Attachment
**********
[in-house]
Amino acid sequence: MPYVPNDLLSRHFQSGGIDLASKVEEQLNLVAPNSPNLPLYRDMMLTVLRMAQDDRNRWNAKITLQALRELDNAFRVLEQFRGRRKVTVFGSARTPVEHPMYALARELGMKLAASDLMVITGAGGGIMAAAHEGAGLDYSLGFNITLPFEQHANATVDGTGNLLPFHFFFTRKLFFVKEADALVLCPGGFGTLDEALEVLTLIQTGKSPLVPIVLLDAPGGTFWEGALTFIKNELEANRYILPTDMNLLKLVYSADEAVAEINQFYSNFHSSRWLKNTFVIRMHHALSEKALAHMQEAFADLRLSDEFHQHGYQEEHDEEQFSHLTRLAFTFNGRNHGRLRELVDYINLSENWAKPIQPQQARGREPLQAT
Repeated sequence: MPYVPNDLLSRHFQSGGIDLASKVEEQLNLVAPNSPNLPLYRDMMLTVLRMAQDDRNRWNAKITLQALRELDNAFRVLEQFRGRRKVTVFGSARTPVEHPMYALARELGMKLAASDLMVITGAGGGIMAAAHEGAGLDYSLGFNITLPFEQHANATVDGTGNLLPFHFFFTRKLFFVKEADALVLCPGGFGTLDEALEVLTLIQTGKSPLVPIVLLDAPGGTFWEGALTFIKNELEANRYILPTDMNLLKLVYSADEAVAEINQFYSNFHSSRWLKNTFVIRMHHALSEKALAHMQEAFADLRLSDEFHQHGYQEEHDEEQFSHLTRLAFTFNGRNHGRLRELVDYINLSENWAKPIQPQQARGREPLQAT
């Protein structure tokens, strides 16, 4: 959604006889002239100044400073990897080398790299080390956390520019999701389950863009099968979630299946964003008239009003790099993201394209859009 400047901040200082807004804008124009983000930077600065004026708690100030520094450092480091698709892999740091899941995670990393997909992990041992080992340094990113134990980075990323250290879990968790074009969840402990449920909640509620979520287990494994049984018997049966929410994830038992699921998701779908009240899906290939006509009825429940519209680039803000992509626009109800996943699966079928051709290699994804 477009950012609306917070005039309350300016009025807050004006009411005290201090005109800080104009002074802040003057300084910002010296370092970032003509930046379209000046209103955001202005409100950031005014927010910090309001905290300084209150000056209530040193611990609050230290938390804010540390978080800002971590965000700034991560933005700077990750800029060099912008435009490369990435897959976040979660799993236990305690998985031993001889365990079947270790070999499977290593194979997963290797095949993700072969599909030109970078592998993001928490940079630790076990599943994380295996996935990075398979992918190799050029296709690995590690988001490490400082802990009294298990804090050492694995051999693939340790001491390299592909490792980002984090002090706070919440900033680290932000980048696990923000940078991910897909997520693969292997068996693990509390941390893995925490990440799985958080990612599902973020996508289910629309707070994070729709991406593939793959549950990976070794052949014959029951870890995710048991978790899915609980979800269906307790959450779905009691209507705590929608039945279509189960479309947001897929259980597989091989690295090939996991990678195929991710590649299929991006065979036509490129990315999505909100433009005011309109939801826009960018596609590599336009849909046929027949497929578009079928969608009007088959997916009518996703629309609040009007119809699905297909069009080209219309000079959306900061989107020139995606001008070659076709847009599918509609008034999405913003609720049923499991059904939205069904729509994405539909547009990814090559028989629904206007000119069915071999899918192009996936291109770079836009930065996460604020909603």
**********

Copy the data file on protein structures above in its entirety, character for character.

[in-house]
Amino acid sequence: MPYVPNDLLSRHFQSGGIDLASKVEEQLNLVAPNSPNLPLYRDMMLTVLRMAQDDRNRWNAKITLQALRELDNAFRVLEQFRGRRKVTVFGSARTPVEHPMYALARELGMKLAASDLMVITGAGGGIMAAAHEGAGLDYSLGFNITLPFEQHANATVDGTGNLLPFHFFFTRKLFFVKEADALVLCPGGFGTLDEALEVLTLIQTGKSPLVPIVLLDAPGGTFWEGALTFIKNELEANRYILPTDMNLLKLVYSADEAVAEINQFYSNFHSSRWLKNTFVIRMHHALSEKALAHMQEAFADLRLSDEFHQHGYQEEHDEEQFSHLTRLAFTFNGRNHGRLRELVDYINLSENWAKPIQPQQARGREPLQAT
Repeated sequence: MPYVPNDLLSRHFQSGGIDLASKVEEQLNLVAPNSPNLPLYRDMMLTVLRMAQDDRNRWNAKITLQALRELDNAFRVLEQFRGRRKVTVFGSARTPVEHPMYALARELGMKLAASDLMVITGAGGGIMAAAHEGAGLDYSLGFNITLPFEQHANATVDGTGNLLPFHFFFTRKLFFVKEADALVLCPGGFGTLDEALEVLTLIQTGKSPLVPIVLLDAPGGTFWEGALTFIKNELEANRYILPTDMNLLKLVYSADEAVAEINQFYSNFHSSRWLKNTFVIRMHHALSEKALAHMQEAFADLRLSDEFHQHGYQEEHDEEQFSHLTRLAFTFNGRNHGRLRELVDYINLSENWAKPIQPQQARGREPLQAT
């Protein structure tokens, strides 16, 4: 959604006889002239100044400073990897080398790299080390956390520019999701389950863009099968979630299946964003008239009003790099993201394209859009 400047901040200082807004804008124009983000930077600065004026708690100030520094450092480091698709892999740091899941995670990393997909992990041992080992340094990113134990980075990323250290879990968790074009969840402990449920909640509620979520287990494994049984018997049966929410994830038992699921998701779908009240899906290939006509009825429940519209680039803000992509626009109800996943699966079928051709290699994804 477009950012609306917070005039309350300016009025807050004006009411005290201090005109800080104009002074802040003057300084910002010296370092970032003509930046379209000046209103955001202005409100950031005014927010910090309001905290300084209150000056209530040193611990609050230290938390804010540390978080800002971590965000700034991560933005700077990750800029060099912008435009490369990435897959976040979660799993236990305690998985031993001889365990079947270790070999499977290593194979997963290797095949993700072969599909030109970078592998993001928490940079630790076990599943994380295996996935990075398979992918190799050029296709690995590690988001490490400082802990009294298990804090050492694995051999693939340790001491390299592909490792980002984090002090706070919440900033680290932000980048696990923000940078991910897909997520693969292997068996693990509390941390893995925490990440799985958080990612599902973020996508289910629309707070994070729709991406593939793959549950990976070794052949014959029951870890995710048991978790899915609980979800269906307790959450779905009691209507705590929608039945279509189960479309947001897929259980597989091989690295090939996991990678195929991710590649299929991006065979036509490129990315999505909100433009005011309109939801826009960018596609590599336009849909046929027949497929578009079928969608009007088959997916009518996703629309609040009007119809699905297909069009080209219309000079959306900061989107020139995606001008070659076709847009599918509609008034999405913003609720049923499991059904939205069904729509994405539909547009990814090559028989629904206007000119069915071999899918192009996936291109770079836009930065996460604020909603």